The Vancouver real-estate market is set to be severely impacted by a ‘hora effect’ that will see a drop in sales as the winter months near.
In the first four months of the year, sales fell 15.7 per cent compared with the same period last year, according to data from real estate analytics firm Zillow.
In January, the company reported that sales in Vancouver’s main office tower fell 10.3 per cent, the third consecutive month of declines.
The impact will only intensify over the winter, as temperatures in Vancouver fall to -10C and snowfall levels in the region are expected to rise to record levels.
The decline in sales could also have an impact on the rental market, which is also struggling to hold on to rental housing.
The average rental income for a Vancouver apartment is $2,634, according the Vancouver Real Estate Board, and the average price of a home is $1.85 million.
The downturn in sales will affect the Vancouver rental market as well, as it will see an increase in listings.
The number of listings in the city is set at 1,500,000, up from the 1,000 to 1,600,000 mark in January, according Zillows data.
Meanwhile, in Victoria, the number of available listings is still less than 50,000.
In 2017, the vacancy rate in the Greater Victoria region was just 3.1 per cent and in 2016 it was just 2.5 per cent.
A large number of the homes in Victoria are occupied by families, while the average monthly rent in the area is $825.
As the snow and ice continue to fall, there is likely to be a reduction in demand for rental housing, as the rental sector is expected to be able to hold onto more of its properties, according Mark Zilch, CEO of Zillower.
“It’s really going to be impacted by the cold, and we’re likely to see a decline in demand,” Zilcher said.
“In fact, I’d say that’s probably the biggest concern, because if people are unable to live in their homes for a few weeks or a couple of months, then they’re likely going to have difficulty finding new ones.”
So we could see a slowdown in rental activity as a result of the winter and the freeze.
“Bureau of Statistics data from January 2018 shows the average rent in Vancouver is $905.
However, as snow and freezing temperatures begin to hit the region, it will become more difficult to find affordable housing.”
We’re looking at more people going out into the snow, and that will certainly have a greater impact on demand.””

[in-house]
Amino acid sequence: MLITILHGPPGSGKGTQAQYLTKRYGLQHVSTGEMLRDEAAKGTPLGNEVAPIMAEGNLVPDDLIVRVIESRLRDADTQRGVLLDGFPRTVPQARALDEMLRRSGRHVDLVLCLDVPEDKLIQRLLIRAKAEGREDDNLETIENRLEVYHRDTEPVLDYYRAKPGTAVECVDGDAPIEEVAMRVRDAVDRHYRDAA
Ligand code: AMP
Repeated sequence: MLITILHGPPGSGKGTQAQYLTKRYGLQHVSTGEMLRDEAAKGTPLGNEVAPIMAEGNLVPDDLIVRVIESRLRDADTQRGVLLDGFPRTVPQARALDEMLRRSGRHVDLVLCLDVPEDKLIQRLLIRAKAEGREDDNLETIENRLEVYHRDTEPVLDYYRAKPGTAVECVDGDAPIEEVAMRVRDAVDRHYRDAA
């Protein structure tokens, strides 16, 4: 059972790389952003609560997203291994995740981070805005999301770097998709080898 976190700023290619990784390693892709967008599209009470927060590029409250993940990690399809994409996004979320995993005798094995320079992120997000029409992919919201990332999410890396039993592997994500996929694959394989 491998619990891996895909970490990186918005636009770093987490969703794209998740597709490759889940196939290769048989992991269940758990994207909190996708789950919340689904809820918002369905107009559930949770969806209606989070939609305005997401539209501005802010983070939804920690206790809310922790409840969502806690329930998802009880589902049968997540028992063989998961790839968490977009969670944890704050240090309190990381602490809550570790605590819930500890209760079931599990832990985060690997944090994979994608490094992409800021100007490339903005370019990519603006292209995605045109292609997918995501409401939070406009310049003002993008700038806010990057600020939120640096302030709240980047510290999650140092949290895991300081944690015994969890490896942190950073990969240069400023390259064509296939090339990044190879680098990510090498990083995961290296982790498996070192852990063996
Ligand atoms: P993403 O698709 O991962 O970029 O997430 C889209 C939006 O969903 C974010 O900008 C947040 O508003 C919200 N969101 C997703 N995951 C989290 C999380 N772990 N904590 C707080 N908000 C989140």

It’s also going to impact on what people can do to stay warm and to stay out of the cold.”
We’re looking at more people going out into the snow, and that will certainly have a greater impact on demand.
“The ‘holo effect’ is a term used to describe when sales fall in the same month in a similar market as sales in the previous month.
For example, if the same market was experiencing a “hora” effect, sales would also fall in February, while sales would fall in March.
The effect is due to the weather, but it’s not a complete explanation of the sales drop.
According to Zillovs calculations, sales are down by 2.4 per cent in March compared with February.
Zillows research showed that in 2017, sales in January were down 5.6 per cent from February.
Sales in February were down 1.8 per cent on average.
The ‘loonie effect’While sales in 2017 are down 15.8 percent, sales were up 2.2 per cent during the first quarter of 2018.
However sales were down by 1.9 per cent over the same quarter last year.
The price of homes fell 1.3 percent in the first half of 2018 compared with last year and the median price of properties in Vancouver dropped by 6.4 percent in 2018.
Zilch said the drop in the market was “very surprising”, as it was expected to lead to an increase, albeit not as large as the drop seen in the January-February period.”
As we look at what’s going on in the housing market, I’m concerned about the ‘lucky break’ in that we’re seeing a really strong recovery in that period, and I think it’s important that we continue to see the housing supply increase,” he said.
However Zilich said he believed the market would bounce back, given the recovery in the number and quality of rental housing available.”
I don’t see any reason to worry about the loonie falling further,” he added.”
If you look at the housing markets around the world, we’ve had this huge housing bubble that was oversupplied and then we’ve seen a massive recovery in those housing markets, with a lot of people moving into rental